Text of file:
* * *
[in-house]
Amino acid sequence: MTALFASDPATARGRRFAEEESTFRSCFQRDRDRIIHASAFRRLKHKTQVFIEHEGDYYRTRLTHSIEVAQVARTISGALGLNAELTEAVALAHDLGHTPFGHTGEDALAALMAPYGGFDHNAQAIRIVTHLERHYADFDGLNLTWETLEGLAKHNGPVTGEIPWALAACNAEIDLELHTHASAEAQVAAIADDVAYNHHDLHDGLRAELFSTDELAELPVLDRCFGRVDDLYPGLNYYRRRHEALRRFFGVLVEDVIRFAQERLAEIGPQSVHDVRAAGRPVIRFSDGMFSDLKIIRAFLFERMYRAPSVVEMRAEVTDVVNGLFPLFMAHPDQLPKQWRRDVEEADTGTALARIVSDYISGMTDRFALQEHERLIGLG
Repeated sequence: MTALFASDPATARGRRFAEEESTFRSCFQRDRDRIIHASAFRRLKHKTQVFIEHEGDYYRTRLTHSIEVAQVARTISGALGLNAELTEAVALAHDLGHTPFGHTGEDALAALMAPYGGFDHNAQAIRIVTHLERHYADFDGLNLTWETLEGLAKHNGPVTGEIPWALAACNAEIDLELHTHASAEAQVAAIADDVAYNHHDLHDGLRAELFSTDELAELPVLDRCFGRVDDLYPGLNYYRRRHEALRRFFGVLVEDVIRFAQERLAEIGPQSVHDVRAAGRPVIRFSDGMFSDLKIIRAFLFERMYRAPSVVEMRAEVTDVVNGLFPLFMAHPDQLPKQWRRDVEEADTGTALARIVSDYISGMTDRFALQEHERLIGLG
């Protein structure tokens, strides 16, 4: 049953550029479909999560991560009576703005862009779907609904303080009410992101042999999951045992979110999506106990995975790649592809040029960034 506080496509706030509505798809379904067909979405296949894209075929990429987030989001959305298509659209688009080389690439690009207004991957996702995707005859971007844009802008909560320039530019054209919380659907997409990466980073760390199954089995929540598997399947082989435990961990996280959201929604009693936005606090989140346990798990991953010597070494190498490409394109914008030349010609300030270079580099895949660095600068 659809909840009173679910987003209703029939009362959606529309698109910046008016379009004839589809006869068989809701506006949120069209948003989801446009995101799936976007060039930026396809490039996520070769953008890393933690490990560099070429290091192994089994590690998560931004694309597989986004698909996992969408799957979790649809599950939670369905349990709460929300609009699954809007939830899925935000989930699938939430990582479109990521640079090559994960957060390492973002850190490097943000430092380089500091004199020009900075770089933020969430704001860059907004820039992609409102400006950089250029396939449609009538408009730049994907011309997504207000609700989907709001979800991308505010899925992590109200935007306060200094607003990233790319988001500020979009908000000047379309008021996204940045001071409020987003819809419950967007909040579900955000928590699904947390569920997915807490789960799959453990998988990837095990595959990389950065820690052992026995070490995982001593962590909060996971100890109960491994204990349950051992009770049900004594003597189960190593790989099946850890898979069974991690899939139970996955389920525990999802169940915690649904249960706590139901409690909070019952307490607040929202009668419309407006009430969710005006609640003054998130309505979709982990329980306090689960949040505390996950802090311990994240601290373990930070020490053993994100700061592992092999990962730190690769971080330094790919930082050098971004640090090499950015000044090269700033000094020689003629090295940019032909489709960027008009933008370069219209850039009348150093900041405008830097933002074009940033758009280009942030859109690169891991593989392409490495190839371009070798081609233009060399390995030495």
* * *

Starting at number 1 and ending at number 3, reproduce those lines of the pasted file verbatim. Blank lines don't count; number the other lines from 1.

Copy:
[in-house]
Amino acid sequence: MTALFASDPATARGRRFAEEESTFRSCFQRDRDRIIHASAFRRLKHKTQVFIEHEGDYYRTRLTHSIEVAQVARTISGALGLNAELTEAVALAHDLGHTPFGHTGEDALAALMAPYGGFDHNAQAIRIVTHLERHYADFDGLNLTWETLEGLAKHNGPVTGEIPWALAACNAEIDLELHTHASAEAQVAAIADDVAYNHHDLHDGLRAELFSTDELAELPVLDRCFGRVDDLYPGLNYYRRRHEALRRFFGVLVEDVIRFAQERLAEIGPQSVHDVRAAGRPVIRFSDGMFSDLKIIRAFLFERMYRAPSVVEMRAEVTDVVNGLFPLFMAHPDQLPKQWRRDVEEADTGTALARIVSDYISGMTDRFALQEHERLIGLG
Repeated sequence: MTALFASDPATARGRRFAEEESTFRSCFQRDRDRIIHASAFRRLKHKTQVFIEHEGDYYRTRLTHSIEVAQVARTISGALGLNAELTEAVALAHDLGHTPFGHTGEDALAALMAPYGGFDHNAQAIRIVTHLERHYADFDGLNLTWETLEGLAKHNGPVTGEIPWALAACNAEIDLELHTHASAEAQVAAIADDVAYNHHDLHDGLRAELFSTDELAELPVLDRCFGRVDDLYPGLNYYRRRHEALRRFFGVLVEDVIRFAQERLAEIGPQSVHDVRAAGRPVIRFSDGMFSDLKIIRAFLFERMYRAPSVVEMRAEVTDVVNGLFPLFMAHPDQLPKQWRRDVEEADTGTALARIVSDYISGMTDRFALQEHERLIGLG